In just 4 years, the EPI has grown to 18 member states, all committed to meet the EPI’s actions to secure the survival of African elephants and their habitats.


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Much of Angola’s wildlife, including its elephants, was destroyed during the long civil war that finally ended in 2002. Miraculously, a few thousand elephants did survive, mostly in the remote south-east, in the region the Portuguese colonialists called ‘as terras do fim do mundo’,  or 'the lands at the end of the earth'. Angola’s Government is now committed to restoring wildlife reserves, and joined the EPI in 2015. 

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Botswana

Botswana has by far Africa’s largest elephant population, and is one of the few countries in Africa where elephants are expanding their geographical range. The majority of Botswana’s elephants are in the North and have historically migrated to and from neighbouring Namibia, Angola, Zimbabwe and Zambia. Botswana was a founder member of the EPI in 2014.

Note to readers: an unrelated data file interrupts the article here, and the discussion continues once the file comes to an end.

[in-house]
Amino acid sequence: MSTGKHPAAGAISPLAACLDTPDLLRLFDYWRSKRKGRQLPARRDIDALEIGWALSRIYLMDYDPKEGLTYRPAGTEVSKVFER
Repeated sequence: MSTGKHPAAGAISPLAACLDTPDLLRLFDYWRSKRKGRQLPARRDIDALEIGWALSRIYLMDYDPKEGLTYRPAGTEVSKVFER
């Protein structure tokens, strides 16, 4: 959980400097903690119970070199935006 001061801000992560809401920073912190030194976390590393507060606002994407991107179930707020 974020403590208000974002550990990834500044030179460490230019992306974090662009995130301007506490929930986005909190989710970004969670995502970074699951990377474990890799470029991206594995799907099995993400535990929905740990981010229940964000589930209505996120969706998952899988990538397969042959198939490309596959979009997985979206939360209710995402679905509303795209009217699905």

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Chad

Chad was a founding member of the EPI in 2014. Chad’s elephant population has been badly affected by poaching and habitat loss, but has stabilised in recent years. The most important remaining population is in Zakouma National Park, now managed by EPI partner African Parks Foundation

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Republic of Congo

The Republic of Congo has Africa’s second largest population of forest elephants, mostly in the far north. Poaching and habitat loss have severely impacted elephant populations in other parts of the country. Congo joined the EPI in 2016.

Côte d'Ivoire

The country’s name evokes a time when elephants were plentiful, but today they are found in isolated and precarious populations. Conservation efforts were hampered by the prolonged period of political insecurity and conflict that began with the military coup at the end of 1999. Today, Côte d’Ivoire may have only a few hundred surviving elephants. The government signalled its determination to protect them by joining the EPI in 2017.